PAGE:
Silalertdetkul, S., 2009. Effect of Acute Exercise on Energy Intake, Physical Activity Energy Expenditure and Energy Balance Hormones in Sedentary and Active Men. Thesis (Doctor of Philosophy (PhD)). University of Bath.
An exercise-induced energy deficit may affect post-exercise energy intake, physical activity energy expenditure (PAEE) and energy balance hormones. Therefore, the objective of this thesis was to investigate the impact of a single bout of exercise either of moderate (40% O2max) or high (70% O2max) intensity on post-exercise energy intake, physical activity energy expenditure and energy balance hormones in both sedentary and active males. Physical activity energy expenditure increased between 38 and 62 hours following moderate intensity exercise in sedentary males (Chapters 3 and 4). This was due to increased light intensity energy expenditure (2.4-4.79 METs) such as standing and walking activities (Chapter 4). The Change in PAEE was not associated with circulating leptin and adiponectin concentrations. There was no impact of a single bout of exercise on post-exercise energy intake in sedentary males during a buffet meal (Chapter 4). Chapter 5 aimed to determine whether changes in PAEE, energy intake, and energy balance hormones were related to physical activity status. Interestingly, plasma acylated ghrelin concentration was suppressed while total peptide YY (PYY) concentration tended to be elevated after high intensity exercise in active males (Chapter 5). However, there was no impact of either moderate or high intensity exercise on PAEE and post-exercise energy intake in active males. The final study (Chapter 6) determined whether high intensity exercise in the fed state after a few days of food restriction had an impact on circulating energy balance hormones. Circulating postprandial total PYY and pancreatic polypeptide (PP) were increased for one hour after high intensity exercise in active men. There was no change in PAEE and post-exercise energy intake after exercise.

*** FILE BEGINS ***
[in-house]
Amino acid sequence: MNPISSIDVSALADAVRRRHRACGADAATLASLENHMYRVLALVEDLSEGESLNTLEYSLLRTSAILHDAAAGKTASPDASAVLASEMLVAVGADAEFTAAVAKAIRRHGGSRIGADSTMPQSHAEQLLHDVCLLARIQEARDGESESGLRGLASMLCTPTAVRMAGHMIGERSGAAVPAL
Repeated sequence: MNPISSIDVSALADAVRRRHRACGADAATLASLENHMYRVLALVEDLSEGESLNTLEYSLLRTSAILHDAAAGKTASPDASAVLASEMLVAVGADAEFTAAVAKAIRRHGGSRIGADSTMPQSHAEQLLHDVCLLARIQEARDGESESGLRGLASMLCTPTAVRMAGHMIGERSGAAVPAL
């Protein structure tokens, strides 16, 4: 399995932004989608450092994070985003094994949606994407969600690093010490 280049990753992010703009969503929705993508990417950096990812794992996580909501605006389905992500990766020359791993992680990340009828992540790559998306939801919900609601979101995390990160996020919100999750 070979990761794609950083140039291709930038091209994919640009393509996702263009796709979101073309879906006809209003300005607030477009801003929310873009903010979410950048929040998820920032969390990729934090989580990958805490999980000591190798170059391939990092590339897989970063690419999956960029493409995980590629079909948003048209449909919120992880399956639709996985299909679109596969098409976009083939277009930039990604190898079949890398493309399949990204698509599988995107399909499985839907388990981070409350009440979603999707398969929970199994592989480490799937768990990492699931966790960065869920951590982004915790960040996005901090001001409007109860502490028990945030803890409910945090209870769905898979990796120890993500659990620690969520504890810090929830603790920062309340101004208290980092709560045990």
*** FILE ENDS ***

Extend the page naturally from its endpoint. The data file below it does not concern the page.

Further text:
|Item Type ||Thesis (Doctor of Philosophy (PhD))|
|Uncontrolled Keywords||energy intake, exercise, energy expenditure|
|Departments||Faculty of Humanities & Social Sciences > Health|
|Publisher Statement||UnivBath_PhD_2009_S_Silalertdetkul.pdf: © The Author; UnivBath_PhD_2009_S_Silalertdetkul.doc: © The Author|
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